Black Mirror – Bandersnatch Review

Hey guys! Today we’re looking at a major Black Mirror episode, Bandersnatch. This was very different from the others, but I loved the concept all the same.

Today, instead of doing a play-by-play, I’m just going to talk about the stuff that I enjoyed, as well as some of the Easter eggs that may fly under the radar.


As you probably know, Netflix got into a lawsuit because of the Choose Your Own Adventure thing, which, interestingly enough was used by a lot of authors over on Twitter back in 2020 (see my good friend Tim’s Project Tasman, for example, now adapted on Wattpad). But I was very intrigued by this episode, and it was the first Black Mirror episode I actually watched, considering its gimmick.

On watching, I was unable to actually see the choices on the screen, so I had to watch this video where the commentary discusses every ending. It had been a while since I’d watched the episode.

Stefan is the main character. They brought in one of the many probation workers from Misfits into it. It’s set in the 80’s, so like San Junipero, I get major nostalgia vibes from it. Stefan is basically trying to program and sell his game based on the CYOA book Bandersnatch. He goes to Tuckersoft to sell it, and Tuckersoft was the company in charge of the San Junipero systems, which highlights the 80s nostalgia all the more.

There’s a huge emphasis on mental health dysfunction in this episode, referring to the author, and the glyphs that show up, the same as those in White Bear. For this, it’s used as the signal for choice. There’s also the Pax demon, noted in different aspects of the episode. In this episode, the endings vary wildly, from the murder of Peter by Stefan, his own son, to Colin Ritman’s daughter, Pearl, being a programmer for Netflix and working on the very Bandersnatch that we are watching, who is also affected by the issues that Stefan suffered. There is a hallucinatory experience, and the safe hidden in the house, and visiting flashbacks, including Stefan actually dying in the train accident with him mum as a child. Don’t get me started on the PAX and JFD passwords that result in jump-scares.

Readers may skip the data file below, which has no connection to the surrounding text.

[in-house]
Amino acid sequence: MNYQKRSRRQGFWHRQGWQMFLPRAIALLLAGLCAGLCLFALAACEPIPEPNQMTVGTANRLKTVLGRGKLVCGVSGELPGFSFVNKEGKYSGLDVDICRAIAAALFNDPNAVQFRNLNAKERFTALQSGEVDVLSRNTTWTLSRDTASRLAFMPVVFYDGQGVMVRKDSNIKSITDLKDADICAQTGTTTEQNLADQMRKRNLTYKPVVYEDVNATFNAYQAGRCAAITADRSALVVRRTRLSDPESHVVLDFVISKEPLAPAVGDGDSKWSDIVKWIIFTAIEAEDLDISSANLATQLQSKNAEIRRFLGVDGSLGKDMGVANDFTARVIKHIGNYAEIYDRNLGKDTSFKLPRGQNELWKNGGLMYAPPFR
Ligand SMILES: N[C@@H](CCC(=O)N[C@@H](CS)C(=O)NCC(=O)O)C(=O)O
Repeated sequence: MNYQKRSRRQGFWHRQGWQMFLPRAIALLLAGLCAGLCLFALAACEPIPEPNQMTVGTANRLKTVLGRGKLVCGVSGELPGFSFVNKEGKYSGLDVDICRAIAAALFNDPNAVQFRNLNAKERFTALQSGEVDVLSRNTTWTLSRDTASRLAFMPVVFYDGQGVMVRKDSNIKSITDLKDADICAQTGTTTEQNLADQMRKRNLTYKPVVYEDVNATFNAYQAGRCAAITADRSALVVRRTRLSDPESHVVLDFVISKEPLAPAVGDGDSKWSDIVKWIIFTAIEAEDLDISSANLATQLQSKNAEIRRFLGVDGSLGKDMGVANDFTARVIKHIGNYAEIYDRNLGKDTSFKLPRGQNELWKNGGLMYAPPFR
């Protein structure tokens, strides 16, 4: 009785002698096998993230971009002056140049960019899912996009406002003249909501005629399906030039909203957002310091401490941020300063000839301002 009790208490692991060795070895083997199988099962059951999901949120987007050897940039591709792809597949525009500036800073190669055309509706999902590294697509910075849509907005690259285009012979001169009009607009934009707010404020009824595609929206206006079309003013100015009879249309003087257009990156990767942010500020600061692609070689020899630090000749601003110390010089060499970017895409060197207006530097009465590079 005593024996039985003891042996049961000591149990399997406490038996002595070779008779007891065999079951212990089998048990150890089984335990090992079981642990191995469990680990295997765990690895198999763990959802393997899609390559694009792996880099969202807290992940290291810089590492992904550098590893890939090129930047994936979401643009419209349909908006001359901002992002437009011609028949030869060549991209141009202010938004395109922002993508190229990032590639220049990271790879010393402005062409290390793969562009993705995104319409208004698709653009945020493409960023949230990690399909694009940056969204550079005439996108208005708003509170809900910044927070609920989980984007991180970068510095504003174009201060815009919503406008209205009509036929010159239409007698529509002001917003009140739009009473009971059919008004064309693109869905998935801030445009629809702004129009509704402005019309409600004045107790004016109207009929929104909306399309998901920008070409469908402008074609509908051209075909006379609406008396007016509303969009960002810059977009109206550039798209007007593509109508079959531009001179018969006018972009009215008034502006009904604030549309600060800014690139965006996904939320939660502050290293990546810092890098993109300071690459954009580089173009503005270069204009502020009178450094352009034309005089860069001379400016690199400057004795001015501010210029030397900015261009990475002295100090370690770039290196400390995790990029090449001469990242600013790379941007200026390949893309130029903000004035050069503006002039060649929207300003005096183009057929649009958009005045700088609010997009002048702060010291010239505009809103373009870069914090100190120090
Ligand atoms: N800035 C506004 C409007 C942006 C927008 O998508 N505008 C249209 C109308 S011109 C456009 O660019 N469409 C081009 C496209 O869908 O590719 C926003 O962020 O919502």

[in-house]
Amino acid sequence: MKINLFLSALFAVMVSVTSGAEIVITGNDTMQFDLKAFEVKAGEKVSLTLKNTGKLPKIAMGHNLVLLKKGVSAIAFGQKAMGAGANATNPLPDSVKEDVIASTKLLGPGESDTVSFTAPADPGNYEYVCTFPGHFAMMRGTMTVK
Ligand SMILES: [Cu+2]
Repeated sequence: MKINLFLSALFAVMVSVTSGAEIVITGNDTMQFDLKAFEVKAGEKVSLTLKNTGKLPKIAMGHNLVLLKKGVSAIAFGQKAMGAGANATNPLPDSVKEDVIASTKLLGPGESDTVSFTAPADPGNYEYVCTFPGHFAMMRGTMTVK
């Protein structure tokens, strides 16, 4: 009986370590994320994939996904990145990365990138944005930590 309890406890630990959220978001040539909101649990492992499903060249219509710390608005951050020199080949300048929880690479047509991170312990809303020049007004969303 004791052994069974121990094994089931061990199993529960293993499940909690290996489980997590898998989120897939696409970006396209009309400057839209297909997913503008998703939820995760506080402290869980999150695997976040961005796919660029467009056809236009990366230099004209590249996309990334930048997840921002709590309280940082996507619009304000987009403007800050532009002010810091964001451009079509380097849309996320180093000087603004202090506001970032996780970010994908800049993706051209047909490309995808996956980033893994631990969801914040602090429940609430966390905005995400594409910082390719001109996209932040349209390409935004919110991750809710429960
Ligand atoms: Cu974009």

One of my favourite endings had to be the one where Stefan talks to his therapist about Netflix, and tries to jump out of the window but is unable to, and it turns out they are on the set of Bandersnatch that they are filming for Netflix.


Altogether, the whole story is a lot more to it than the creation of a video game. It also delves deep into Stefan’s psyche.


There are several hidden Easter eggs, such as:

  • The poster for Metl Hedd, based on the episode Metalhead
  • The glyphs, as mentioned earlier, were present in White Bear
  • Colin Ritman’s game, Nohzdyve is a reference to Nosedive
  • The Saint Juniper clinic are nods to San Junipero and Black Museum
  • The Tuckersoft website itself shows game concepts based on episodes such as Fifteen Million Merits, USS Callister and Men Against Fire.
  • A newspaper article features Easter Eggs from Hang the DJ (but could also be Be Right Back), Fifteen Million Merits and USS Callister.
  • In Pearl’s ending, there are nods to The Waldo Moment, The National Anthem, Hated in the Nation and Crocodile.

Also, you can actually download and play Metl Hedd and Nohzdyve using a ZX Spectrum emulator.


Overall, this is a very fun episode to sink a few hours into, and just grasp the complexities of free will and choices. Of course, you don’t see this one in the usual Black Mirror section, it’s one you have to find separately, but it’s there! Considering the way that the series goes on with the next season, it’s more like the beginning of a…Nohzdyve.


Next time, we’re kicking off season 5 with Striking Vipers. And honetsly, season 5 has a lot to answer for.

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